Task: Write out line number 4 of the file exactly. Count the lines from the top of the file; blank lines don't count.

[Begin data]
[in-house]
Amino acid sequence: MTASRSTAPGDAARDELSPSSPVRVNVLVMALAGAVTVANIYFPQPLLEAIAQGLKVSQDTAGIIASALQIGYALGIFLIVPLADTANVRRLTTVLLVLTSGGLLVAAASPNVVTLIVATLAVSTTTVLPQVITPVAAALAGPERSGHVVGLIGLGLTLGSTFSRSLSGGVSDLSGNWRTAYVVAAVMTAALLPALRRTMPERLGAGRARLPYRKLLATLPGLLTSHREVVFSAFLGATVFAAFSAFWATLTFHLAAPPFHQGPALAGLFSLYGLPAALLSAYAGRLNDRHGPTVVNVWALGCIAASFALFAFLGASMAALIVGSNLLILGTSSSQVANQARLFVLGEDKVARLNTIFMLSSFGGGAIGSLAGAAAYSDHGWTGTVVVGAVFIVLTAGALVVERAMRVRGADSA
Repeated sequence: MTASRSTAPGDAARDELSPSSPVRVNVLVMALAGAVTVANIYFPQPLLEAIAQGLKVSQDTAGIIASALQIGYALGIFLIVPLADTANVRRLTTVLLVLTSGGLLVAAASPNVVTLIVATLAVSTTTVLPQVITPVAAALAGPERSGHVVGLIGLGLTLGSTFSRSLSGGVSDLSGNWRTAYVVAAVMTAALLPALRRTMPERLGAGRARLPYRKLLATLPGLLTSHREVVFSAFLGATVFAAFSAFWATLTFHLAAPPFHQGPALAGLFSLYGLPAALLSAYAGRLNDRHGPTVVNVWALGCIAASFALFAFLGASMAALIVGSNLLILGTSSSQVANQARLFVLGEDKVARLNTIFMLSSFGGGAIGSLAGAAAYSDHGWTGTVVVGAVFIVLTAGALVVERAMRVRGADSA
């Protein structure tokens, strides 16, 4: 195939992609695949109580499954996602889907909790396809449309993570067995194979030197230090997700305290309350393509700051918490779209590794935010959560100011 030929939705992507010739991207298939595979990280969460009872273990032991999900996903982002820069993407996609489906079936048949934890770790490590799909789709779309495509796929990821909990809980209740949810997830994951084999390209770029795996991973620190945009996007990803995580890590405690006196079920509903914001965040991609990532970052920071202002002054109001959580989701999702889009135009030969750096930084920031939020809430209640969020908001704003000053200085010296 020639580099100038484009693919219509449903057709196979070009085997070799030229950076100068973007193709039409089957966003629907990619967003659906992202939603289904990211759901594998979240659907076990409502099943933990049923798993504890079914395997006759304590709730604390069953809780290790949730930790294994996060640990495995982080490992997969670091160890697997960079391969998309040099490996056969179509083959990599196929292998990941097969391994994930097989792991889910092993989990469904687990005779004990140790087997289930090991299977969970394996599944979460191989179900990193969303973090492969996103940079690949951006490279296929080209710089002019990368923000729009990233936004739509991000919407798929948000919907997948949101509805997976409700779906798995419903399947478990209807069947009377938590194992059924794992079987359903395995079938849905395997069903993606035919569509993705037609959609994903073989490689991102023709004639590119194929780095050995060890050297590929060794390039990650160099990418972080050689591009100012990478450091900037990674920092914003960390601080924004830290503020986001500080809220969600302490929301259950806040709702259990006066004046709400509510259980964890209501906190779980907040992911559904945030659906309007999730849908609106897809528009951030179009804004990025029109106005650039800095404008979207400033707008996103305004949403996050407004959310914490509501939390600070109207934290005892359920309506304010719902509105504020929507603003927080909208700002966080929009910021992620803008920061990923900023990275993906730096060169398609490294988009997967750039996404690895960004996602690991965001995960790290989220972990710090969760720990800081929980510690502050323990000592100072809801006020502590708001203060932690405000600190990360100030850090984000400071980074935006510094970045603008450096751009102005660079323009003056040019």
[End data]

């Protein structure tokens, strides 16, 4: 195939992609695949109580499954996602889907909790396809449309993570067995194979030197230090997700305290309350393509700051918490779209590794935010959560100011 030929939705992507010739991207298939595979990280969460009872273990032991999900996903982002820069993407996609489906079936048949934890770790490590799909789709779309495509796929990821909990809980209740949810997830994951084999390209770029795996991973620190945009996007990803995580890590405690006196079920509903914001965040991609990532970052920071202002002054109001959580989701999702889009135009030969750096930084920031939020809430209640969020908001704003000053200085010296 020639580099100038484009693919219509449903057709196979070009085997070799030229950076100068973007193709039409089957966003629907990619967003659906992202939603289904990211759901594998979240659907076990409502099943933990049923798993504890079914395997006759304590709730604390069953809780290790949730930790294994996060640990495995982080490992997969670091160890697997960079391969998309040099490996056969179509083959990599196929292998990941097969391994994930097989792991889910092993989990469904687990005779004990140790087997289930090991299977969970394996599944979460191989179900990193969303973090492969996103940079690949951006490279296929080209710089002019990368923000729009990233936004739509991000919407798929948000919907997948949101509805997976409700779906798995419903399947478990209807069947009377938590194992059924794992079987359903395995079938849905395997069903993606035919569509993705037609959609994903073989490689991102023709004639590119194929780095050995060890050297590929060794390039990650160099990418972080050689591009100012990478450091900037990674920092914003960390601080924004830290503020986001500080809220969600302490929301259950806040709702259990006066004046709400509510259980964890209501906190779980907040992911559904945030659906309007999730849908609106897809528009951030179009804004990025029109106005650039800095404008979207400033707008996103305004949403996050407004959310914490509501939390600070109207934290005892359920309506304010719902509105504020929507603003927080909208700002966080929009910021992620803008920061990923900023990275993906730096060169398609490294988009997967750039996404690895960004996602690991965001995960790290989220972990710090969760720990800081929980510690502050323990000592100072809801006020502590708001203060932690405000600190990360100030850090984000400071980074935006510094970045603008450096751009102005660079323009003056040019």